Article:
As a CM1, you will be responsible for the
maintenance, repair, and troubleshooting of hydraulic
systems. You must be able to analyze the malfunctions
of these systems and supervise your personnel in the
required corrective action. To be able to do this, you
must thoroughly understand the basic system, the
operational principles, and the components of the
NOTE: Before you continue with this chapter, you
should review the appropriate chapters of the CM 3&2,
The first part of this chapter briefly covers some of
the basic principles associated with hydraulics, followed
by coverage of various system components. The
purpose of this information is to give you an analytical
understanding of the interrelationships of principles and
components in an operating system. When you
understand the operation of a system, it is much easier
to analyze a malfunction.
BASIC PRINCIPLES OF HYDRAULICS
In automotive and construction equipment, the
terms hydraulic or pneumatic describe a method of
transmitting power from one place to another through
the use of a liquid or a gas. Several kinds of gases are
used in the various hydraulic systems; however, certain
physical laws or principles apply to all liquids and gases.
As a CM, you should be aware of this. You should also
be familiar with the following terms as they are
associated with hydraulic and pneumatic systems.
. HYDRAULICS is that branch of science that
deals with the study and use of liquids, as related to the
mechanical aspects of physics.
. PNEUMATICS is that branch of science that
deals with the study and use of air and other gases, as
related to the mechanical aspects of physics.
. FORCE is the push or pull on an object. In
hydraulics and pneumatics, force is usually expressed in
. PRESSURE is the amount of force distributed
over each unit on the area of an object. In
hydraulics/pneumatics, pressure is expressed in pounds
per square inch (psi).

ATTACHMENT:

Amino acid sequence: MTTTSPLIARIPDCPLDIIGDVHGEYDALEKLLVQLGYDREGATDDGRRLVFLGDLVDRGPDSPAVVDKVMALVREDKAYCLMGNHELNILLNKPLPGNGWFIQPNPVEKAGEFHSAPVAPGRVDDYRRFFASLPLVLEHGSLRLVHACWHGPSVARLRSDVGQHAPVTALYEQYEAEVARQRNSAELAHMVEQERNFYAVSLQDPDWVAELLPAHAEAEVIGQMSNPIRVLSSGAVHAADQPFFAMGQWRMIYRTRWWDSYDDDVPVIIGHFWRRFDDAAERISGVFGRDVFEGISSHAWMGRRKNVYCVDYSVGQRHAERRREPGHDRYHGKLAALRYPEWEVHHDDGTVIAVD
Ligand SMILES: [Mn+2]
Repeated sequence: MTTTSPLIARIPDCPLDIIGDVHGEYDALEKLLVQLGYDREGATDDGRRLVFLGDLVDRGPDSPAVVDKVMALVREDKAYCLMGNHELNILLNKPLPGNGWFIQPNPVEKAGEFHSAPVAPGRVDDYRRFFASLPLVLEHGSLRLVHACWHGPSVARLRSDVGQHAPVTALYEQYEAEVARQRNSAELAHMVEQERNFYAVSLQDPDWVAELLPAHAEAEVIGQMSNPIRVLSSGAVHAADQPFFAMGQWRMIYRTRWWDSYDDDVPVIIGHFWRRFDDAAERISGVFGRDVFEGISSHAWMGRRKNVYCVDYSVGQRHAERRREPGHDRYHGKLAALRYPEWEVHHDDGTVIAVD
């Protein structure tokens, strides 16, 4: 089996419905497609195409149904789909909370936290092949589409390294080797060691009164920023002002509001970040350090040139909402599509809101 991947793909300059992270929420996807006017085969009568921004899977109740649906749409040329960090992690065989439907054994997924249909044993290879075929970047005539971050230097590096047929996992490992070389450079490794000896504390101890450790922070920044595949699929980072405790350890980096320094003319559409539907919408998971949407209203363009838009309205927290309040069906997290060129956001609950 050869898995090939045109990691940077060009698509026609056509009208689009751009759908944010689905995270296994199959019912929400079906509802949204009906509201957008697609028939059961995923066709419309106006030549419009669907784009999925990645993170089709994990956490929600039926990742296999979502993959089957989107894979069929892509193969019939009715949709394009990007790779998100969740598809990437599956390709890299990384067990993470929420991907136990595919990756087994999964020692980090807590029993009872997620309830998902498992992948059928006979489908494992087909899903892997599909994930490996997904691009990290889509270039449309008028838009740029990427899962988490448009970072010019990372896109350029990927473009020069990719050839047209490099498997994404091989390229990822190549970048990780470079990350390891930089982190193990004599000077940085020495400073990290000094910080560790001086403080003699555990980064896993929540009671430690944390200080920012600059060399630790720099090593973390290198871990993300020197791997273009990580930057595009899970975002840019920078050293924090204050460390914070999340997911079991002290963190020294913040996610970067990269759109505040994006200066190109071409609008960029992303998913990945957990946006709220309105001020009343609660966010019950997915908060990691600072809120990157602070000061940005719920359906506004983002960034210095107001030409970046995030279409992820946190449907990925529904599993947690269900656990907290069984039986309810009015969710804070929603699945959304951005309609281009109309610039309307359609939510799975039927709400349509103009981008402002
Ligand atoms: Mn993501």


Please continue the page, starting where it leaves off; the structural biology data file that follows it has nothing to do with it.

A FLUID is defined as any substance made up of
small particles or molecules that have the ability to flow
or move easily (conforms to the outline of its container);
this includes both liquid and gas. The terms liquids and
fluids are often used interchangeably; however, fluids
have a much broader meaning. All liquids are fluids, but
not all fluids are liquid; fluids can be liquid, but they can
also be air and other gases that are not liquid. In support
equipment, hydraulics mean liquid and pneumatics
mean air or other gases.
INCOMPRESSIBILITY AND EXPANSION
For all practical purposes, fluids are incom-
pressible. Under extremely high pressures, the volume
of a fluid can be decreased somewhat, though the
decrease is so slight that it is considered to be negligible
except by design engineers.
Liquids expand and contract because of temperature
changes. When liquid in a closed container is subjected
to high temperatures, it expands; this exerts a pressure
on the walls of the container; therefore, it is necessary
that pressure-relief mechanisms and expansion
chambers be incorporated into hydraulic systems.
Without these precautionary measures, the expanding
fluid might exert enough pressure to rupture the system.
COMPRESSIBILITY AND EXPANSION OF
A gas is a substance in which the molecules are
separated by relatively large spaces. The two major
differences between liquids and gases are their
compressibility and expansion. While liquids are
incompressible, gases are highly compressible because
of these large spaces between the molecules.
Gases, like liquids, expand and contract because of
temperature change; but unlike liquids, a gas expands to
till completely any closed container in which it is
contained; a liquid tills the container only to the extent
of its normal volume.